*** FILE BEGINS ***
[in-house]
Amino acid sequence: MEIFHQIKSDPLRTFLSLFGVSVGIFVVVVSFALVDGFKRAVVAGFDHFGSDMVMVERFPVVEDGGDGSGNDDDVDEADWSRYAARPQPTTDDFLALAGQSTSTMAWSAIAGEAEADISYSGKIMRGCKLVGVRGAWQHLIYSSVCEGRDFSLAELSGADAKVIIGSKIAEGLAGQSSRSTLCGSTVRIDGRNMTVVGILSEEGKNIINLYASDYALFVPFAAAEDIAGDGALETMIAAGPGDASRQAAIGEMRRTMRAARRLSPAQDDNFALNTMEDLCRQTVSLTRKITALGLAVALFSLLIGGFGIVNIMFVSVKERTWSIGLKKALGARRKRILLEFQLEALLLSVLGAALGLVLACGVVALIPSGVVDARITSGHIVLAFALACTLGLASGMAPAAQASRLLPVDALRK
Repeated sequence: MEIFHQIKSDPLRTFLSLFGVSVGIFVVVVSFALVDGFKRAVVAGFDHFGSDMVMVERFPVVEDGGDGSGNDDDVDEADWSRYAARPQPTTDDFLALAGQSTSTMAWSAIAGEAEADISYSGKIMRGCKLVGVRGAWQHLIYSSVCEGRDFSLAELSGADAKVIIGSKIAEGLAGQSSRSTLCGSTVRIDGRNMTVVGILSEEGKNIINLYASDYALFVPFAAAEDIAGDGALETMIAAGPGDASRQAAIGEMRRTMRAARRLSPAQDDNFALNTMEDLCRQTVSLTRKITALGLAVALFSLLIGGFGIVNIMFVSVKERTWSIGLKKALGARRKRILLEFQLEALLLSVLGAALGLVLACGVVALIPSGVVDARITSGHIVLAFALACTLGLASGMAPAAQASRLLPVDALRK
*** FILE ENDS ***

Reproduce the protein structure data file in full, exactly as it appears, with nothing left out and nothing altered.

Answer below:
[in-house]
Amino acid sequence: MEIFHQIKSDPLRTFLSLFGVSVGIFVVVVSFALVDGFKRAVVAGFDHFGSDMVMVERFPVVEDGGDGSGNDDDVDEADWSRYAARPQPTTDDFLALAGQSTSTMAWSAIAGEAEADISYSGKIMRGCKLVGVRGAWQHLIYSSVCEGRDFSLAELSGADAKVIIGSKIAEGLAGQSSRSTLCGSTVRIDGRNMTVVGILSEEGKNIINLYASDYALFVPFAAAEDIAGDGALETMIAAGPGDASRQAAIGEMRRTMRAARRLSPAQDDNFALNTMEDLCRQTVSLTRKITALGLAVALFSLLIGGFGIVNIMFVSVKERTWSIGLKKALGARRKRILLEFQLEALLLSVLGAALGLVLACGVVALIPSGVVDARITSGHIVLAFALACTLGLASGMAPAAQASRLLPVDALRK
Repeated sequence: MEIFHQIKSDPLRTFLSLFGVSVGIFVVVVSFALVDGFKRAVVAGFDHFGSDMVMVERFPVVEDGGDGSGNDDDVDEADWSRYAARPQPTTDDFLALAGQSTSTMAWSAIAGEAEADISYSGKIMRGCKLVGVRGAWQHLIYSSVCEGRDFSLAELSGADAKVIIGSKIAEGLAGQSSRSTLCGSTVRIDGRNMTVVGILSEEGKNIINLYASDYALFVPFAAAEDIAGDGALETMIAAGPGDASRQAAIGEMRRTMRAARRLSPAQDDNFALNTMEDLCRQTVSLTRKITALGLAVALFSLLIGGFGIVNIMFVSVKERTWSIGLKKALGARRKRILLEFQLEALLLSVLGAALGLVLACGVVALIPSGVVDARITSGHIVLAFALACTLGLASGMAPAAQASRLLPVDALRK